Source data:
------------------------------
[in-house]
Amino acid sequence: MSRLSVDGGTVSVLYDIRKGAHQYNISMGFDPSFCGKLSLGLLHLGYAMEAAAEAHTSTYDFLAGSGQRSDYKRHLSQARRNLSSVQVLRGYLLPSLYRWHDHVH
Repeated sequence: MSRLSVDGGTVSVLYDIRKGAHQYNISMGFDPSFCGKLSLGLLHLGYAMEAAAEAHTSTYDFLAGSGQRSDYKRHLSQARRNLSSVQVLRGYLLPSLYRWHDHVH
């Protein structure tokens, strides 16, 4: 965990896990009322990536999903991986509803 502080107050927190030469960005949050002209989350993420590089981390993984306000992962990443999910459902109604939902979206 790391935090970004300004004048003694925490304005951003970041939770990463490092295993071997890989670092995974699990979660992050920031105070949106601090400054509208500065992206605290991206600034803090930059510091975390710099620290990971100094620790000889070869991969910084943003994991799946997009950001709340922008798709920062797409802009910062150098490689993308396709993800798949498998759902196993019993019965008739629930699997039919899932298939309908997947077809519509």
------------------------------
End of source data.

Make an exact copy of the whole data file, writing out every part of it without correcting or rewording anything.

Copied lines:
[in-house]
Amino acid sequence: MSRLSVDGGTVSVLYDIRKGAHQYNISMGFDPSFCGKLSLGLLHLGYAMEAAAEAHTSTYDFLAGSGQRSDYKRHLSQARRNLSSVQVLRGYLLPSLYRWHDHVH
Repeated sequence: MSRLSVDGGTVSVLYDIRKGAHQYNISMGFDPSFCGKLSLGLLHLGYAMEAAAEAHTSTYDFLAGSGQRSDYKRHLSQARRNLSSVQVLRGYLLPSLYRWHDHVH
């Protein structure tokens, strides 16, 4: 965990896990009322990536999903991986509803 502080107050927190030469960005949050002209989350993420590089981390993984306000992962990443999910459902109604939902979206 790391935090970004300004004048003694925490304005951003970041939770990463490092295993071997890989670092995974699990979660992050920031105070949106601090400054509208500065992206605290991206600034803090930059510091975390710099620290990971100094620790000889070869991969910084943003994991799946997009950001709340922008798709920062797409802009910062150098490689993308396709993800798949498998759902196993019993019965008739629930699997039919899932298939309908997947077809519509």